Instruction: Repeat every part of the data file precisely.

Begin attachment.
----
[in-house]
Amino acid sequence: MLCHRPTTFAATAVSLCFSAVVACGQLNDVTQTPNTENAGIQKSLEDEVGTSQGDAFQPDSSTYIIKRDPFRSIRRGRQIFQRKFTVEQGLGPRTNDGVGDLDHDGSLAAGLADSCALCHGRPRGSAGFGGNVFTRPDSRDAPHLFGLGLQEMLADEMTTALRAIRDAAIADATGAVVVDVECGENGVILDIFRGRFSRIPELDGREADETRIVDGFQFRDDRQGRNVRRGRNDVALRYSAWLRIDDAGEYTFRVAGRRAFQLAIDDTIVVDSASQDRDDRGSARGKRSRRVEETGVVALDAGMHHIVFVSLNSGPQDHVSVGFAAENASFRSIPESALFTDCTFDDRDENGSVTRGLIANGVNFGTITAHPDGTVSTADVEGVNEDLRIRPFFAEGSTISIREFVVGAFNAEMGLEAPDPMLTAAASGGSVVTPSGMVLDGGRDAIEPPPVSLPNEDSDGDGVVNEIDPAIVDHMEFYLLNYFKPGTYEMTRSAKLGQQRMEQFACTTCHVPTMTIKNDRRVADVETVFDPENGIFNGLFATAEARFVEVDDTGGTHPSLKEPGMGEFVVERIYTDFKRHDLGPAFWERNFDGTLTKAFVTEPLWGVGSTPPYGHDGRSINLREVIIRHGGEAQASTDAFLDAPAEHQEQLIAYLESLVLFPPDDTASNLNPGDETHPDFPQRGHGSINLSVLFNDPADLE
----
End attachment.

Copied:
[in-house]
Amino acid sequence: MLCHRPTTFAATAVSLCFSAVVACGQLNDVTQTPNTENAGIQKSLEDEVGTSQGDAFQPDSSTYIIKRDPFRSIRRGRQIFQRKFTVEQGLGPRTNDGVGDLDHDGSLAAGLADSCALCHGRPRGSAGFGGNVFTRPDSRDAPHLFGLGLQEMLADEMTTALRAIRDAAIADATGAVVVDVECGENGVILDIFRGRFSRIPELDGREADETRIVDGFQFRDDRQGRNVRRGRNDVALRYSAWLRIDDAGEYTFRVAGRRAFQLAIDDTIVVDSASQDRDDRGSARGKRSRRVEETGVVALDAGMHHIVFVSLNSGPQDHVSVGFAAENASFRSIPESALFTDCTFDDRDENGSVTRGLIANGVNFGTITAHPDGTVSTADVEGVNEDLRIRPFFAEGSTISIREFVVGAFNAEMGLEAPDPMLTAAASGGSVVTPSGMVLDGGRDAIEPPPVSLPNEDSDGDGVVNEIDPAIVDHMEFYLLNYFKPGTYEMTRSAKLGQQRMEQFACTTCHVPTMTIKNDRRVADVETVFDPENGIFNGLFATAEARFVEVDDTGGTHPSLKEPGMGEFVVERIYTDFKRHDLGPAFWERNFDGTLTKAFVTEPLWGVGSTPPYGHDGRSINLREVIIRHGGEAQASTDAFLDAPAEHQEQLIAYLESLVLFPPDDTASNLNPGDETHPDFPQRGHGSINLSVLFNDPADLE